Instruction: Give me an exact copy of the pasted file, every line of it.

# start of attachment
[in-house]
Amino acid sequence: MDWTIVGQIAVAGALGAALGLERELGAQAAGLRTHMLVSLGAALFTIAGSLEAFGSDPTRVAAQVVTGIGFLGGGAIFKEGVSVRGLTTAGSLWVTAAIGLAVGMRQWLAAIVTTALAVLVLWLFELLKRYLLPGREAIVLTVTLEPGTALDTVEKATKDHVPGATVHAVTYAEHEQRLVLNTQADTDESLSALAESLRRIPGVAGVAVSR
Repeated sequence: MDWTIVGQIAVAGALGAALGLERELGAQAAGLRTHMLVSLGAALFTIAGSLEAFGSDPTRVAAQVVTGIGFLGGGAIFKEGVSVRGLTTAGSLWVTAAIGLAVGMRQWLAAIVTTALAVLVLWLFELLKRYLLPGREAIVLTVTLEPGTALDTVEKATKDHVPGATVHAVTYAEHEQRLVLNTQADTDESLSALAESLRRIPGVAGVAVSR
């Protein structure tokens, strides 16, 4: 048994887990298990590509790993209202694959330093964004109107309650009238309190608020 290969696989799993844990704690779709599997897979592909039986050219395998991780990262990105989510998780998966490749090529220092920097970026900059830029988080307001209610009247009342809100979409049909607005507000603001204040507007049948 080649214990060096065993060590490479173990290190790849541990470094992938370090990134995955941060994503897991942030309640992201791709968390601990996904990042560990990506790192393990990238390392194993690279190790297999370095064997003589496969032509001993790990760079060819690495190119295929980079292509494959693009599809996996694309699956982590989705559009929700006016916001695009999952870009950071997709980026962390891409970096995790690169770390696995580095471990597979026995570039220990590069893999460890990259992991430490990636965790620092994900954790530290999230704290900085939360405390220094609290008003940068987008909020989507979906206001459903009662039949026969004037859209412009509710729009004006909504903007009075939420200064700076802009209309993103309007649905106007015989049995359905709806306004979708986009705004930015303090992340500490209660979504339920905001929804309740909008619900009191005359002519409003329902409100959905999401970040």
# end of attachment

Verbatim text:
[in-house]
Amino acid sequence: MDWTIVGQIAVAGALGAALGLERELGAQAAGLRTHMLVSLGAALFTIAGSLEAFGSDPTRVAAQVVTGIGFLGGGAIFKEGVSVRGLTTAGSLWVTAAIGLAVGMRQWLAAIVTTALAVLVLWLFELLKRYLLPGREAIVLTVTLEPGTALDTVEKATKDHVPGATVHAVTYAEHEQRLVLNTQADTDESLSALAESLRRIPGVAGVAVSR
Repeated sequence: MDWTIVGQIAVAGALGAALGLERELGAQAAGLRTHMLVSLGAALFTIAGSLEAFGSDPTRVAAQVVTGIGFLGGGAIFKEGVSVRGLTTAGSLWVTAAIGLAVGMRQWLAAIVTTALAVLVLWLFELLKRYLLPGREAIVLTVTLEPGTALDTVEKATKDHVPGATVHAVTYAEHEQRLVLNTQADTDESLSALAESLRRIPGVAGVAVSR
């Protein structure tokens, strides 16, 4: 048994887990298990590509790993209202694959330093964004109107309650009238309190608020 290969696989799993844990704690779709599997897979592909039986050219395998991780990262990105989510998780998966490749090529220092920097970026900059830029988080307001209610009247009342809100979409049909607005507000603001204040507007049948 080649214990060096065993060590490479173990290190790849541990470094992938370090990134995955941060994503897991942030309640992201791709968390601990996904990042560990990506790192393990990238390392194993690279190790297999370095064997003589496969032509001993790990760079060819690495190119295929980079292509494959693009599809996996694309699956982590989705559009929700006016916001695009999952870009950071997709980026962390891409970096995790690169770390696995580095471990597979026995570039220990590069893999460890990259992991430490990636965790620092994900954790530290999230704290900085939360405390220094609290008003940068987008909020989507979906206001459903009662039949026969004037859209412009509710729009004006909504903007009075939420200064700076802009209309993103309007649905106007015989049995359905709806306004979708986009705004930015303090992340500490209660979504339920905001929804309740909008619900009191005359002519409003329902409100959905999401970040």